food | travel

Garage on outskirts of Zagreb is worth train ride

Grilled sausages, pork, meat patties, and farmer’s cheese at Magazinska Klet.
Grilled sausages, pork, meat patties, and farmer’s cheese at Magazinska Klet. Molly Kravitz for The Boston Globe

ZAGREB, Croatia — You would think that a restaurant in a garage on the outskirts of Zagreb, Croatia’s hyper-urban capital, can only be daunting or alluring. Magalinska Klet bistro is alluring, worth the train ride and a 20-minute walk into the working-class neighborhood of Tresnjevka.

The name comes from the street (Magalinska) and the word for cellar (klet). The only markings signifying a restaurant are a red and white handwritten sign, and a green banner advertising Lasko, a Slovenian beer. And yes, you really must walk through a garage to enter the restaurant, which can only be described as kitsch. The decor of the two rooms inside presume that the designer experienced a thematic crisis.


With bamboo walls, astro-turf green carpeting, faux plants, and tablecloths embroidered with red and white hearts, the first dining room resembles a tiki hut more than anything else. The roof is open and tiny white lanterns illuminate the room at night. Walking further into the restaurant, the designer might have been attempting a German lodge feel with dark wood and long tables, but then you see strange touches like candles with penguins dressed as Santas.

Menus are laminated like those you’d get at a diner, displaying photographs of every dish, mostly meats. The waiter is a stern-looking man, bald and very muscular. Croatians do not often appreciate a tourist’s best efforts at their language, so you’re met with impatience. This gentleman, however, finally cracks a smile at how we pronounce the dish cevapcici, which is ground pork and beef formed into a sausage shape and then grilled. If you go, the correct way to say it is “shay-VOP-chee-chee.”

Magazinska Klet is accessed through a garage.
Magazinska Klet is accessed through a garage. Molly Kravitz for The Boston Globe/Globe Freelance

Four dishes offer enough food for 10. One is grilled sausages, which snap to the bite, pork with perfect grill marks, juicy meat patties, and farmer’s cheese that tastes aged and fresh simultaneously, with chopped onion. A mound of fried potatoes and fries tower on a separate platter.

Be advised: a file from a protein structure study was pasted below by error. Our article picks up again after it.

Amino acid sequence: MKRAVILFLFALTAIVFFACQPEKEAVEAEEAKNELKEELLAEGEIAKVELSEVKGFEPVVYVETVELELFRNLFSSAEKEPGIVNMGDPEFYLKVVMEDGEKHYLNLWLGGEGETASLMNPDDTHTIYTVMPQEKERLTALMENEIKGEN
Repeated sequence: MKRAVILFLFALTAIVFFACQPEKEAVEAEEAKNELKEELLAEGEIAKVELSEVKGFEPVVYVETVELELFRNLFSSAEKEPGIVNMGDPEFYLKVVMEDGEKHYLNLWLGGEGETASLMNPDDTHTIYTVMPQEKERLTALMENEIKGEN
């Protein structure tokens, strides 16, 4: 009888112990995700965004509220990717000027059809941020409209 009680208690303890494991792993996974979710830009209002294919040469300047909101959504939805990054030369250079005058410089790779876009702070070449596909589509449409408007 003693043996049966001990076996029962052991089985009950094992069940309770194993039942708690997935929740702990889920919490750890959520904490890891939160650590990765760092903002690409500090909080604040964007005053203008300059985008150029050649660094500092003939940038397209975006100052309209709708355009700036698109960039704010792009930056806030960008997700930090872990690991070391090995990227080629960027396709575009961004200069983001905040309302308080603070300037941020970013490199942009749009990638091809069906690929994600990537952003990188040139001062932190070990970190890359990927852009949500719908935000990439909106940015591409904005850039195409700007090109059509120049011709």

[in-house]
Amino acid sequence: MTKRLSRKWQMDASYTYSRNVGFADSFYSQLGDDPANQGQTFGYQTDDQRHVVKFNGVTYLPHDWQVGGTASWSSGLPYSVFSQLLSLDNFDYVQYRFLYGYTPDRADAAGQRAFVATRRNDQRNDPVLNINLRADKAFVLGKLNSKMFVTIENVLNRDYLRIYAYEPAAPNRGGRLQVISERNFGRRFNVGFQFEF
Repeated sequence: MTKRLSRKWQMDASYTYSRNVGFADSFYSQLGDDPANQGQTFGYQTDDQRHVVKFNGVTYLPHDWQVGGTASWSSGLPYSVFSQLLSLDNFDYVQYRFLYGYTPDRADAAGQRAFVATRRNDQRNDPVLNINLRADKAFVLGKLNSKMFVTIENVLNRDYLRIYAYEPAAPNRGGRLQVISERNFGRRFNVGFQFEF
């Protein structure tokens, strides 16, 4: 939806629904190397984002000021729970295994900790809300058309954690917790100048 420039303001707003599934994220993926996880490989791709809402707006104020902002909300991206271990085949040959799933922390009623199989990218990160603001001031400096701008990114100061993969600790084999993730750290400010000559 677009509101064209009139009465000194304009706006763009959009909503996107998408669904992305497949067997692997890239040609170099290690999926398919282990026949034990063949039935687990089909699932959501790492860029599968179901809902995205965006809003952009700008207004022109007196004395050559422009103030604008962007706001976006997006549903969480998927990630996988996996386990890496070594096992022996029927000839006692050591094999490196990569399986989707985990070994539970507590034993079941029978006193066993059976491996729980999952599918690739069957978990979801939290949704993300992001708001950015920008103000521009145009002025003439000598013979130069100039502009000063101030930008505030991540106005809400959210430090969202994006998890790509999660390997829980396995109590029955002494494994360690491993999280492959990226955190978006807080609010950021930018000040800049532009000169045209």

A small casserole cradles muckalica, described on the menu as grilled meat stew with vegetables and spices. It tastes almost like a ragu that had been simmering all day with spicy peppers, and comes garnished with a heavy handful of parsley. Muckalica is a traditional Serbian dish, made from leftover meats, best eaten by dipping hunks of a fluffy white loaf, brushed with plenty of oil, into the stew, and cleaning the bowl.

To balance out the heft of the meal, sopska salata provides something fresh and light. Croatian restaurants are more meat-and-potatoes than salads, but this glass bowl of chopped tomatoes, green peppers, onion, and farmer’s cheese is appealing. In a miniature gravy boat is a condiment called ajvar, which many countries claim is their own. Ajvar is a spicy, smoky pepper and eggplant spread eaten on bread, with meats or hard-cooked egg.

Sopska salata.
Sopska salata. Molly Kravitz for The Boston Globe/Globe Freelance

Unlike the seafood-centric cuisine of the Dalmatian Coast in southern Croatia, the northern part of the country doesn’t consider a meal a meal without meat. There’s a saying in the North that eating fish is pleasure and eating meat is food, which reflects the gruffness of urban Zagreb compared with the leisurely attitude of Croats in Dubrovnik.

At the end of a meal at Magazinska Klet, rakija, the national drink, a high-alcohol digestive similar to strong brandy, is a necessity. Select the quince flavor and toast your dining companions with “ zivjeli” (“to life”). Rakija either soothes the stomach after heavy meats, or makes you forget how full you are.


Magazinska Klet

Ulica 7, 10000, Zagreb, Croatia

Molly Kravitz can be reached at molly.kravitz@gmail.com.